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Inflation Fight Weighs on the Economy and the Markets

In Q1 of this year, we witnessed the movement of capital among sectors within the market as traders traded and investors rebalanced portfolios. The predicted result was a contraction of P/E multiples among some high-profile NASDAQ stocks and superior price performance from a number of value/income issues within the DOW and S&P 500. Last week, the P/E compression of the NASDAQ widened to include most, and on some days all, sectors of the stock market. It was the first time since the bear market of 2020 that we saw capital move to the sidelines. Stocks were highly correlated in their decline and the sporadic rallies that followed. Investors evidenced a RISK OFF state of mind triggered by fears of what might happen to the economy in the months ahead rather than what’s expected.

A number of media and market experts predict that the Fed will fail in its endeavor to curb inflation while avoiding recession, defined as a “soft landing” for the economy. There’s no shortage of such opinions from those who seemingly “know” the future. In reality, we’re all making educated guesses in unprecedented conditions, based on currently available information. While we’ll acknowledge the possibility of a worst-case outcome (hard landing), we’ll argue that it’s too soon to trot out such predictions, let alone act on them. The Fed is navigating through uncharted waters. It enacted monetary policy at an unprecedented and extreme level during the pandemic and must now retrace a path back to a neutral stance and a return to normal conditions. The uncertainty that results should come as no surprise.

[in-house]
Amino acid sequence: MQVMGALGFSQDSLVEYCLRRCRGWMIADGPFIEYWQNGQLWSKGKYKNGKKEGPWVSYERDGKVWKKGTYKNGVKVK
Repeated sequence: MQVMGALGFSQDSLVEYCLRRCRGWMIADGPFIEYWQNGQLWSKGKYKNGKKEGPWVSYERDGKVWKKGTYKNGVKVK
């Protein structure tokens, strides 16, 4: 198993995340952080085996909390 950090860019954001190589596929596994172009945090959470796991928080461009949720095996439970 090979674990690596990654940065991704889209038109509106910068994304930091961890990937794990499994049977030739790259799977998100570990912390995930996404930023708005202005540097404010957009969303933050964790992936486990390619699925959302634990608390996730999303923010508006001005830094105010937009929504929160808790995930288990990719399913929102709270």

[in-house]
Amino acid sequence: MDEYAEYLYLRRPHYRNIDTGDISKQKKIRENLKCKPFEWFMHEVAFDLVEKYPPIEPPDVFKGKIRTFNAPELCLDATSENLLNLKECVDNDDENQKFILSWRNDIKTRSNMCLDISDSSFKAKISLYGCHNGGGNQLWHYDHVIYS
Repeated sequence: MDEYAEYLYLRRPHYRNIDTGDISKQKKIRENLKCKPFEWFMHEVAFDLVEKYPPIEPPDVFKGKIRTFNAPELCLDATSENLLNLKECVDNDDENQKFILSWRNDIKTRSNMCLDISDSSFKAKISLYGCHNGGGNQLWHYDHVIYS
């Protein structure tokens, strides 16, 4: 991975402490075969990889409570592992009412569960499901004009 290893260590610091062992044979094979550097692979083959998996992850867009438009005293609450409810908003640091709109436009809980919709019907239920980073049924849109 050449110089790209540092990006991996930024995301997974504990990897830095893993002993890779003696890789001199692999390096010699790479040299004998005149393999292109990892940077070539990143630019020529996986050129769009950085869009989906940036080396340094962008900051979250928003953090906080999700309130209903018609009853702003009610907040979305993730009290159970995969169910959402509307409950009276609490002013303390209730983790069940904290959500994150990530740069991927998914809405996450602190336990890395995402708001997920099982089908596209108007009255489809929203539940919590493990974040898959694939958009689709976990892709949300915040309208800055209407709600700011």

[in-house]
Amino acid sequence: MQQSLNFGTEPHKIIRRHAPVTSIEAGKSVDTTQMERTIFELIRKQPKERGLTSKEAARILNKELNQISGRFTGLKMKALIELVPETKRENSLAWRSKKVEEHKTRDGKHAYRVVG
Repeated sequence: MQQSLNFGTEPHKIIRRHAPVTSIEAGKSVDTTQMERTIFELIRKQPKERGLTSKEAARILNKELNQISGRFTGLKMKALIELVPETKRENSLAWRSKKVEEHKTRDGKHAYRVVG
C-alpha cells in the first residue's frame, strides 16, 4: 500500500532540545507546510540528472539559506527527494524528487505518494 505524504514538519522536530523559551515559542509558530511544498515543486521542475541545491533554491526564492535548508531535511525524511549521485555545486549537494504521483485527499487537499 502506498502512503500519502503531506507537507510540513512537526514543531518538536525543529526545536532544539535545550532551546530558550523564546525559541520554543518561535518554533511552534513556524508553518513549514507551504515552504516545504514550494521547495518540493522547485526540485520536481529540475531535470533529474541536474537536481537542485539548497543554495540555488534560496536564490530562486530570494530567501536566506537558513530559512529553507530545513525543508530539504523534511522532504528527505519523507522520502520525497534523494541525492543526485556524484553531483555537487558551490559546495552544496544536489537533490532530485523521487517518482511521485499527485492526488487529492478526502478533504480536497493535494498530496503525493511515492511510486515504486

Just as the Fed used multiple tools in addressing the pandemic’s effects, they’ve now emptied the tool box as they reverse course. Quantitative Easing has ended and bonds purchased during the pandemic are now rolling off the balance sheet, pushing interest rates back toward the neutral zone. These measures are coincident with the Fed’s recent hike of key rates with more to come. We’re among those that view the strategy and the speed at which it’s being executed as appropriate. The majority of talking heads on CNBC rail against a clueless FOMC that has fallen far behind the curve in steering the recovery. Apparently, the events of the past two years are not unprecedented for them. They promote aggressive tightening and killing demand as a solution. History has proven that approach kills both demand and growth. We prefer waiting for the inevitable increase of supply as the proper cure for this post-pandemic form of inflation.

That would appear in the form of peak inflation, signaled by a leveling off of metrics that currently point to higher prices due to supply constraints. The first signs of that were seen in the recent decline of monthly core inflation, defined as CPI less food and energy prices. A second data point was Thursday’s GDP growth number that surprised at -1.4% below the prior quarter. Peak inflation raises the possibility of peak earnings for this stage of the cycle and could explain the weakness of the Tech sector where P/E multiples were stretched to the extreme. We expect multiples to expand once again, albeit slowly, after the Fed completes its work of normalizing rates.

It’s critical that investors distinguish this slowing economy from one headed into recession. Diversified investors with liquidity set aside can navigate through this pullback without making major changes to allocations. We should gain more clarity on conditions from next week’s Fed meeting. We’ll be increasing the frequency of our Updates as conditions warrant. Stay tuned.

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